Skip to content

No soup for us.

August 17, 2017

The lady stands in line at the supermarket return counter, patiently waiting her turn. She looks to be in her mid-thirties, her hair pulled into a ponytail, dressed in a tank top, black shorts and sandals. In her arms is a cardboard box. It is seven in the evening on a perfectly ordinary Wednesday.

When she gets to the front of the line she takes out 21 cans of Campbell’s soup and a receipt and asks for her money back.

When asked the reason for the return she simply says “I don’t want them anymore” and points at the side of the box.

Written neatly on it in heavy black marker were these words.

Campbell’s doesn’t support the President or America, so I won’t support them.

The cashier gave back her money (and the box) and went on to the next person. I might have been the only person close enough to hear the conversation and read the words on the box.

She didn’t make a big deal out of it, so I waited until she got outside to engage her in conversation.

She clearly wasn’t looking for publicity and she was hesitant to speak at first. Finally she said

“It’s just my own private little boycott. I don’t say anyone else should do it. But these humongous companies and their rich owners are such idiots. They would rather the country fail than admit that both sides in that riot were wrong. There was nothing wrong or bad or racist about what the President did or said about the riot. Both the far left and the far right are wrong. When my two boys get into an actual physical fight I don’t cuddle one and spank the other one. They both get a lecture on settling their problems without fighting, and they both get grounded. I can make soup and freeze it. I don’t need to buy it, and I won’t, ever again.”

She turned away, and I thought she was finished when she suddenly turned around.

“You know what I think about those CEO’s?  I think the ones that quit were saying, ‘F.U. Mr. and Mrs. Working America.  We were only here because it looks good on our resumes. We don’t care about your needs at all.’ That’s what I really think they are saying.”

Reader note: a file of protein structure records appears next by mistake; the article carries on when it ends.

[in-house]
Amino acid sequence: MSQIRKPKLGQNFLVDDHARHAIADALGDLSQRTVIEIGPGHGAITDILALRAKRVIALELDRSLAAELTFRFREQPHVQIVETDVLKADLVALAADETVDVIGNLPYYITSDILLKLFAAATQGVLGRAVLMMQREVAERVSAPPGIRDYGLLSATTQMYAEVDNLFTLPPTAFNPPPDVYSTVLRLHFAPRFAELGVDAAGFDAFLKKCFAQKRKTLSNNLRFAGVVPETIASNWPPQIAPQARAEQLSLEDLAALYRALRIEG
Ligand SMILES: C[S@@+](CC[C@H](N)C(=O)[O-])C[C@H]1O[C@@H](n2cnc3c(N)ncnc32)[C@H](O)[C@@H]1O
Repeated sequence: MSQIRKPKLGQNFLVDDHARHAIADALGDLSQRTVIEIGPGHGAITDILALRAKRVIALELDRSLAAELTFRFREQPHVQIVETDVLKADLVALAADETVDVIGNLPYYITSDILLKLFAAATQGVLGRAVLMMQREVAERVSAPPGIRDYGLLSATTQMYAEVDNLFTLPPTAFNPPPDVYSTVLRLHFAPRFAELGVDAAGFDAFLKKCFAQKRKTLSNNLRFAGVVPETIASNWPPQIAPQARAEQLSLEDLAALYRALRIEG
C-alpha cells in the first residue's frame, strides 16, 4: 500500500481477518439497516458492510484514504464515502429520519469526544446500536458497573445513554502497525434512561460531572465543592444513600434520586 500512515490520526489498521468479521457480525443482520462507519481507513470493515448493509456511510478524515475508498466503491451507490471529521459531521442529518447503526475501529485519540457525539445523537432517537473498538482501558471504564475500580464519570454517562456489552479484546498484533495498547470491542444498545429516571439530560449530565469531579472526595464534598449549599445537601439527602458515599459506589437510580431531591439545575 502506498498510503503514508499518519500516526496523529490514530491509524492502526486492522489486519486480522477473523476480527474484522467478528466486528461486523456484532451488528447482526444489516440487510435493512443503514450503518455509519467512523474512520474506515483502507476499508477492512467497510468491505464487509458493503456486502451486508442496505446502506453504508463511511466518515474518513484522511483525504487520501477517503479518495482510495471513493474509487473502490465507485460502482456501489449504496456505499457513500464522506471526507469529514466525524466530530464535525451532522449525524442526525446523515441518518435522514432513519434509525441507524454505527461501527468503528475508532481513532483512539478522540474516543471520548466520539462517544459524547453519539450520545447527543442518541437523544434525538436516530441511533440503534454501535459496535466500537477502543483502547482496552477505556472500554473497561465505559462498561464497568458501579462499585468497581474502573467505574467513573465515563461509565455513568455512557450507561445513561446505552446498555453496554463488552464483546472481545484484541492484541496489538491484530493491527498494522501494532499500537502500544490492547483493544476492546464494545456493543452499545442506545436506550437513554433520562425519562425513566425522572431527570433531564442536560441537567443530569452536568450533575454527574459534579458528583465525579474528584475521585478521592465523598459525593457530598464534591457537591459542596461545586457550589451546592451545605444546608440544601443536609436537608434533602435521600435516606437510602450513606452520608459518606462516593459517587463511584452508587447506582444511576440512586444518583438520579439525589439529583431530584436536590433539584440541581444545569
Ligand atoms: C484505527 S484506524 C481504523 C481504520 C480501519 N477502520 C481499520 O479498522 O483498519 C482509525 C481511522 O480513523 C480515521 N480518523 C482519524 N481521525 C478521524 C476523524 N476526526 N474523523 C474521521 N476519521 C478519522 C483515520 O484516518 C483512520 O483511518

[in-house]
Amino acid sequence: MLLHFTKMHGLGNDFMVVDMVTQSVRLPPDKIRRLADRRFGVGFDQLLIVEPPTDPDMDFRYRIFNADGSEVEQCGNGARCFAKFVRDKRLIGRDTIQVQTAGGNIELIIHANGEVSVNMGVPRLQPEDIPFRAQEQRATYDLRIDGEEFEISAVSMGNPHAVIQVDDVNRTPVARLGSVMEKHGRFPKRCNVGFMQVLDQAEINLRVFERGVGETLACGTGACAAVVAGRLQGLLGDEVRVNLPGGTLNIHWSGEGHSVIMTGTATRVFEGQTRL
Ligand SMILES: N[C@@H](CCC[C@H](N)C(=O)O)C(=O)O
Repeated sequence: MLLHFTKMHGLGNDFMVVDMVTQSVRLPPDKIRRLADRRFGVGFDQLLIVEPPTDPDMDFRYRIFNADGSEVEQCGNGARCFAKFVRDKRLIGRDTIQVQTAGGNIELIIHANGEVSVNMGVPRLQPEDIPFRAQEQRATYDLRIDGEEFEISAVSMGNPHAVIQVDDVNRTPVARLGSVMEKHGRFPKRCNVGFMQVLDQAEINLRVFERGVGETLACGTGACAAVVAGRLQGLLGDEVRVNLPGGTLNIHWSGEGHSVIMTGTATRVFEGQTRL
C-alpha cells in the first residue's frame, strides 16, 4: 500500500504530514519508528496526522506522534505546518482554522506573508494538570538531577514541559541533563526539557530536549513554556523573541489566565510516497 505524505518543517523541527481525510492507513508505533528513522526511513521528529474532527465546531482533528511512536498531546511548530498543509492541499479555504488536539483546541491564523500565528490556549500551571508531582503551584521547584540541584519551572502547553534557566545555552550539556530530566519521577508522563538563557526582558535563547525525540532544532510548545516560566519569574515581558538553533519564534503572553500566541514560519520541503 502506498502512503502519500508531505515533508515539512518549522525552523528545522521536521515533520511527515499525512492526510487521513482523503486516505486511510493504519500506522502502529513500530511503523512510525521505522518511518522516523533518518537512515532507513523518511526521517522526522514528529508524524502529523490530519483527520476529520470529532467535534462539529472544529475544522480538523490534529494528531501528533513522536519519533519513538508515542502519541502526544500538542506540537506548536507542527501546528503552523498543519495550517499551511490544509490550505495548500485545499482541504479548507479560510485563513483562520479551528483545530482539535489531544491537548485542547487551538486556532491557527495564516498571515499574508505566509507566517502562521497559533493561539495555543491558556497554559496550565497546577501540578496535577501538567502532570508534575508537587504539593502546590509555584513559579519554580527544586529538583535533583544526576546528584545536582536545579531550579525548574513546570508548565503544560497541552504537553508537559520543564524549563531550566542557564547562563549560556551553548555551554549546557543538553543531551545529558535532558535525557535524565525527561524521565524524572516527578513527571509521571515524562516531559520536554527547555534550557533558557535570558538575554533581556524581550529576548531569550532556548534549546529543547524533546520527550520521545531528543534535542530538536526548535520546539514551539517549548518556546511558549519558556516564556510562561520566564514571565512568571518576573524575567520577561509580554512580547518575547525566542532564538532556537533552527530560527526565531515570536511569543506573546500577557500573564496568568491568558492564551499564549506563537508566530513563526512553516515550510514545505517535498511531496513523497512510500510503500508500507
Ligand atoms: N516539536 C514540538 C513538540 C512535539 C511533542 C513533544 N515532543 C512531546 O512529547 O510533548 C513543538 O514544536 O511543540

And then she really was gone.

For people that missed the story that prompted her actions,  the President had put together two forums of business and financial leaders to help him formulate business, employment,  tax, and trade policies to help improve America’s economic outlook.

A bunch of those corporate CEO’s got their skirts in a ruffle over the President’s remarks that both sides in Charlottesville were wrong, and resigned from the two main forums as a sign of protest, citing board and stockholder pressure to do so. One of those resigning was the CEO of Campbell Soup.

Since he was going to lose many if not all of the forum members anyway, President Trump then disbanded both forums.

Musings has no way of knowing if Main Street America as a whole sees the fallout from Charlottesville in the same light as the soup return lady does, and as a practical matter, even if they do, it isn’t possible to boycott everything these corporate giants make or do.

The point of reporting this little vignette is that it so perfectly illustrates the chasm between the politicians, the media, the elites and the people.

Main Street thinks in terms of the practical. That doesn’t mean pitting black against white for political gain, or choosing hate over tolerance.  It means charting a course for the country that gets us all back to relative prosperity and safety.

Corporate America,  you might do well to remember that.

There might be more soup return ladies out there than you counted on.

From → op-ed

Leave a Comment

Leave a Reply

Fill in your details below or click an icon to log in: Logo

You are commenting using your account. Log Out /  Change )

Google photo

You are commenting using your Google account. Log Out /  Change )

Twitter picture

You are commenting using your Twitter account. Log Out /  Change )

Facebook photo

You are commenting using your Facebook account. Log Out /  Change )

Connecting to %s

%d bloggers like this: